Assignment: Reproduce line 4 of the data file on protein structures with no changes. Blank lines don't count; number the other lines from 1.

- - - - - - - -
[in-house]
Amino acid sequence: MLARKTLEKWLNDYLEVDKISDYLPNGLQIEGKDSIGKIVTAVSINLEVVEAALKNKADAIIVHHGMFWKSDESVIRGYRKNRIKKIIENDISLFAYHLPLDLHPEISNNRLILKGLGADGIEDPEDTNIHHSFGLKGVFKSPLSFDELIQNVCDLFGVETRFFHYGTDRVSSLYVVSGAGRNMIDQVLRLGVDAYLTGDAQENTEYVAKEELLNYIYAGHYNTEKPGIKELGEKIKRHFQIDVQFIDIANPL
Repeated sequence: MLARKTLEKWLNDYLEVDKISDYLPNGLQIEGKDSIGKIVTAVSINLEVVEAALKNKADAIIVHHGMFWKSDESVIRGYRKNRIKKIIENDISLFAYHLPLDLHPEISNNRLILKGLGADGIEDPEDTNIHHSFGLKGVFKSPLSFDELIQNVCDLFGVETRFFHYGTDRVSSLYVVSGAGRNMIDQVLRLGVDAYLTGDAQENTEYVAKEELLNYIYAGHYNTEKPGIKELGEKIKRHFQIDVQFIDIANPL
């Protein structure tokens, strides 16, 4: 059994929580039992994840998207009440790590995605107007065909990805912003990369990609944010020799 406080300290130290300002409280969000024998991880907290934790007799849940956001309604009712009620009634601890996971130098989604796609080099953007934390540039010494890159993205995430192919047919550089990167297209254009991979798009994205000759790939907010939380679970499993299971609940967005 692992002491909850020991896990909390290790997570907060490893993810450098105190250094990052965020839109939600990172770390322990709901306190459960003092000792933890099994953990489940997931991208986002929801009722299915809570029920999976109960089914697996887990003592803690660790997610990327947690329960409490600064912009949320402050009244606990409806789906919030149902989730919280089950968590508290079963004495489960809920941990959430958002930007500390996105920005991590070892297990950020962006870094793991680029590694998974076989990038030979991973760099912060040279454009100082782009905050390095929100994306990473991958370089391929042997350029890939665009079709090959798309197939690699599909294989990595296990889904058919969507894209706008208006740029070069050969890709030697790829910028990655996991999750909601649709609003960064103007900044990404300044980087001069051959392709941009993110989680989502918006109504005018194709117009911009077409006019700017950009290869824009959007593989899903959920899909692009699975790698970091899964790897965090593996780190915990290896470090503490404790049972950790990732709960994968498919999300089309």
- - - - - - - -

């Protein structure tokens, strides 16, 4: 059994929580039992994840998207009440790590995605107007065909990805912003990369990609944010020799 406080300290130290300002409280969000024998991880907290934790007799849940956001309604009712009620009634601890996971130098989604796609080099953007934390540039010494890159993205995430192919047919550089990167297209254009991979798009994205000759790939907010939380679970499993299971609940967005 692992002491909850020991896990909390290790997570907060490893993810450098105190250094990052965020839109939600990172770390322990709901306190459960003092000792933890099994953990489940997931991208986002929801009722299915809570029920999976109960089914697996887990003592803690660790997610990327947690329960409490600064912009949320402050009244606990409806789906919030149902989730919280089950968590508290079963004495489960809920941990959430958002930007500390996105920005991590070892297990950020962006870094793991680029590694998974076989990038030979991973760099912060040279454009100082782009905050390095929100994306990473991958370089391929042997350029890939665009079709090959798309197939690699599909294989990595296990889904058919969507894209706008208006740029070069050969890709030697790829910028990655996991999750909601649709609003960064103007900044990404300044980087001069051959392709941009993110989680989502918006109504005018194709117009911009077409006019700017950009290869824009959007593989899903959920899909692009699975790698970091899964790897965090593996780190915990290896470090503490404790049972950790990732709960994968498919999300089309």